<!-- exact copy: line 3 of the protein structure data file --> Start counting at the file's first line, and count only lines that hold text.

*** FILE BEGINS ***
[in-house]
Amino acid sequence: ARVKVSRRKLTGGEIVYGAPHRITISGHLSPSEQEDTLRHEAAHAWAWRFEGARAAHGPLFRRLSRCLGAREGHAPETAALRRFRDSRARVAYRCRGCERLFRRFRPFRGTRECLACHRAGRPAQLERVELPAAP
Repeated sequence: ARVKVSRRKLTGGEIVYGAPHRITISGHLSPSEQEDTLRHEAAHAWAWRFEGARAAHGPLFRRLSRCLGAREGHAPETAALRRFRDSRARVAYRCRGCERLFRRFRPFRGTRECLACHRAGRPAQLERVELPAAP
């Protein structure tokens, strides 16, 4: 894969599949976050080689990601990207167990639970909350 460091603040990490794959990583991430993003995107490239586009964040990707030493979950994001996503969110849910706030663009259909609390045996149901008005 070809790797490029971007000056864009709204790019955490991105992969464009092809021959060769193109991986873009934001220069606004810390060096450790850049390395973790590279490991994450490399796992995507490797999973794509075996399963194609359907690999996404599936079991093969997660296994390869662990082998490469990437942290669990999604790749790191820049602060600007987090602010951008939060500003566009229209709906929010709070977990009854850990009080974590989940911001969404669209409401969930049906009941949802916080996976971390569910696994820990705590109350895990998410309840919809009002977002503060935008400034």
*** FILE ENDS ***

Repeated sequence: ARVKVSRRKLTGGEIVYGAPHRITISGHLSPSEQEDTLRHEAAHAWAWRFEGARAAHGPLFRRLSRCLGAREGHAPETAALRRFRDSRARVAYRCRGCERLFRRFRPFRGTRECLACHRAGRPAQLERVELPAAP